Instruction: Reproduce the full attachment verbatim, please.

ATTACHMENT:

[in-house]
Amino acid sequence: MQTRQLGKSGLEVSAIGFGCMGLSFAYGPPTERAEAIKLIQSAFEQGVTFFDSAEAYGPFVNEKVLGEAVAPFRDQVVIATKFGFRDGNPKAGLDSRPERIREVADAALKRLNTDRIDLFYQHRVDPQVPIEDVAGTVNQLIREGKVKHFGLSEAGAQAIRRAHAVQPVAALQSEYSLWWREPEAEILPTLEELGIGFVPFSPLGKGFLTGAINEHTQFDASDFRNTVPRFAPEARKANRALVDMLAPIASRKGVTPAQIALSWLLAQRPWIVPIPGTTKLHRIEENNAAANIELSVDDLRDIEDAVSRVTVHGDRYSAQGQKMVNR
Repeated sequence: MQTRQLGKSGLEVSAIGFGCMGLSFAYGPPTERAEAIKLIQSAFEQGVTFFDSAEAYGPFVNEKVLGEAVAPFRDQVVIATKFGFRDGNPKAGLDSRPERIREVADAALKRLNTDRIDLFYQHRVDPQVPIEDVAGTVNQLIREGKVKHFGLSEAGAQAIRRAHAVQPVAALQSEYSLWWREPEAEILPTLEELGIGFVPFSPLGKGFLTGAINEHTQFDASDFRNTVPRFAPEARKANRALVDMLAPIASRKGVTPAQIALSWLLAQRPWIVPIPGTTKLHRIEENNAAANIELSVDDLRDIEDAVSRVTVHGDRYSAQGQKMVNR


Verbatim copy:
[in-house]
Amino acid sequence: MQTRQLGKSGLEVSAIGFGCMGLSFAYGPPTERAEAIKLIQSAFEQGVTFFDSAEAYGPFVNEKVLGEAVAPFRDQVVIATKFGFRDGNPKAGLDSRPERIREVADAALKRLNTDRIDLFYQHRVDPQVPIEDVAGTVNQLIREGKVKHFGLSEAGAQAIRRAHAVQPVAALQSEYSLWWREPEAEILPTLEELGIGFVPFSPLGKGFLTGAINEHTQFDASDFRNTVPRFAPEARKANRALVDMLAPIASRKGVTPAQIALSWLLAQRPWIVPIPGTTKLHRIEENNAAANIELSVDDLRDIEDAVSRVTVHGDRYSAQGQKMVNR
Repeated sequence: MQTRQLGKSGLEVSAIGFGCMGLSFAYGPPTERAEAIKLIQSAFEQGVTFFDSAEAYGPFVNEKVLGEAVAPFRDQVVIATKFGFRDGNPKAGLDSRPERIREVADAALKRLNTDRIDLFYQHRVDPQVPIEDVAGTVNQLIREGKVKHFGLSEAGAQAIRRAHAVQPVAALQSEYSLWWREPEAEILPTLEELGIGFVPFSPLGKGFLTGAINEHTQFDASDFRNTVPRFAPEARKANRALVDMLAPIASRKGVTPAQIALSWLLAQRPWIVPIPGTTKLHRIEENNAAANIELSVDDLRDIEDAVSRVTVHGDRYSAQGQKMVNR